Lucero 1372 Overton Park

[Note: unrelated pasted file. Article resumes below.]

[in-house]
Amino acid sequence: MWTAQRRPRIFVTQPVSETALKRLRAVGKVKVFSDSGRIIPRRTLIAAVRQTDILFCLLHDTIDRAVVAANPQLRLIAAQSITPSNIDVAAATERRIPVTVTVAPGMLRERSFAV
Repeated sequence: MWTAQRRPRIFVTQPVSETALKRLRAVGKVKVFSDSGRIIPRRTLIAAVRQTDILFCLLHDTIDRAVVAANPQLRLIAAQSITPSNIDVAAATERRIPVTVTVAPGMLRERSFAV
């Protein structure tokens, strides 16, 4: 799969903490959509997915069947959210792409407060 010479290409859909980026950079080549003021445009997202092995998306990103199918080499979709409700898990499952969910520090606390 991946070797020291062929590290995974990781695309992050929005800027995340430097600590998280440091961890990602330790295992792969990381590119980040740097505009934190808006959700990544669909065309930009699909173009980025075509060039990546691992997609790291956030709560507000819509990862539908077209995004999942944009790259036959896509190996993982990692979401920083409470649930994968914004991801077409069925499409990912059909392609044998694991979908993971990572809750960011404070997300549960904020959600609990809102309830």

Back when Lucero played warehouses and released scrappy attic recordings on hand-packaged LPs, the Memphis band felt like an epiphany. Granted, Lucero wasn’t the first group to smash punk zeal into country-rock tradition, but it was the best at the time, and did so on wholly punk-rock terms. Ten years on, the group has released 1372 Overton Park, its major-label debut. Not only is it a sonic leap for Lucero, it’s another epiphany: Having long outgrown the warehouse, leader Ben Nichols and crew have embraced their legendary Memphis forebears by adding a robust horn section (courtesy of Memphis soul legend Jim Spake) and an epic sweep on par with Lucero’s closest cousin, Drive-By Truckers. Overton’s tracks cover Nichols’ typically gravely domain—anthemic barnburners like “Sounds Of The City” to twang-laden weepers like “Can’t Feel A Thing”—but there’s also stomping Southern boogie on “The Devil And Maggie Chascarillo,” a raucous homage to Los Bros Hernandez’s Love And Rockets comics, and a newfound brassy punch that recalls everything from Stax classics to The Replacements’ Pleased To Meet Me. With young contenders like The Gaslight Anthem hot on their heels, the members of Lucero have shown that they can still stretch, grow, and move forward—even while keeping a reverent eye on the rearview mirror.